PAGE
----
- If you are going to use a survey to evaluate your efficiency, use questions that will offer productive feedback. Instead of “Were you happy with your service today?” try “What part of your experience could have been better?”
- Hire happy people.
- Monitor what people are saying about you online (Twitter, Facebook, etc.).
- Don’t use generic answers (e.g. Our policy states…).
- Find reasons to say yes to customers’ requests.
Here are some basic ways to reach a target audience that’s not online because let’s face it, there are still a lot of people that don’t use Facebook, Twitter and hold your breath… Google.
- Support causes special to your audience.
- Organize an event for your audience.
- Gain credibility of thought leaders.
- Create a subscription-based newsletter with valuable information.
- Utilize Print, Radio and Television Ads.
- Run a contest.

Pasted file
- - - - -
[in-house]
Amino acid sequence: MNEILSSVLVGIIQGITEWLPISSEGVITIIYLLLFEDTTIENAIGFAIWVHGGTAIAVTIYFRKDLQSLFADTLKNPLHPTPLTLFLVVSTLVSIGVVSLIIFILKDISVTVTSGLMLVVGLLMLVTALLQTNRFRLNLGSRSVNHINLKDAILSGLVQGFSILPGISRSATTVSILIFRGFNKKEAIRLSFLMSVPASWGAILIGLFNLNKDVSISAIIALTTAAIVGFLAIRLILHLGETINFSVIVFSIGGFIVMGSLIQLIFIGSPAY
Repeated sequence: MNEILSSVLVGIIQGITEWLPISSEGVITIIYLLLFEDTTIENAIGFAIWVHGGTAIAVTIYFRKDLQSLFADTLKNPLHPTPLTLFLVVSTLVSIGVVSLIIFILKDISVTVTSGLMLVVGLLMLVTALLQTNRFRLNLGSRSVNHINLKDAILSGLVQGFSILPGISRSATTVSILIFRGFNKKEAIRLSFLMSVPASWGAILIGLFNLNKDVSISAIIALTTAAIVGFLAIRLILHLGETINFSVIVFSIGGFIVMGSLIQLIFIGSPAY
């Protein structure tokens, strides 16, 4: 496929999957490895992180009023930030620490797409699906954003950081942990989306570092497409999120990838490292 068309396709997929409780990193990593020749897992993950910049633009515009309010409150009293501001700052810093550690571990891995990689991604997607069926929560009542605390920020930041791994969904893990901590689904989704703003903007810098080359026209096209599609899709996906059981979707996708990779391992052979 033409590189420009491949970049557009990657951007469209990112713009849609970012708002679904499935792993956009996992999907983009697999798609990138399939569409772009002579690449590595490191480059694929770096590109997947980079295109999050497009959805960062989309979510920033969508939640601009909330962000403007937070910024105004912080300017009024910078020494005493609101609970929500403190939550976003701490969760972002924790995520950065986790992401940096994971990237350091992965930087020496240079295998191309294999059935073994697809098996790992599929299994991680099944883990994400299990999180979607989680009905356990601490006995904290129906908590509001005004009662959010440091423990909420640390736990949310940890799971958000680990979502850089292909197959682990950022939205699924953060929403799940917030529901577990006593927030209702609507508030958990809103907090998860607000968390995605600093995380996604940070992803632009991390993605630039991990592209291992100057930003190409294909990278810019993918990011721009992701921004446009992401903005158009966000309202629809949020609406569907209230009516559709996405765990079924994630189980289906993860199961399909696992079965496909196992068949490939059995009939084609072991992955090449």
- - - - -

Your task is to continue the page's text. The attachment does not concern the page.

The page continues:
- Give samples.
- Produce a cable access TV show.
- Distribute coupons.
- Use a referral campaign.
- Create a campaign based around a holiday.
- Create your own holiday.
- Team with a company that offers a vertical service.
- Attend social gatherings.
- Find interest groups that can benefit from your product/service and:
- Offer or sponsor a class/seminar of interest
- Offer to speak at a meeting
- Give samples
If members of your team consistently agree they either don’t want to voice their true opinion or everyone drank the same water and you need to shake up the group.
The purpose of a group is to bring together different people with varying perspectives in order to offer feedback and suggestions. Groupthink defeats that.
Here are some signs that your team suffers from groupthink: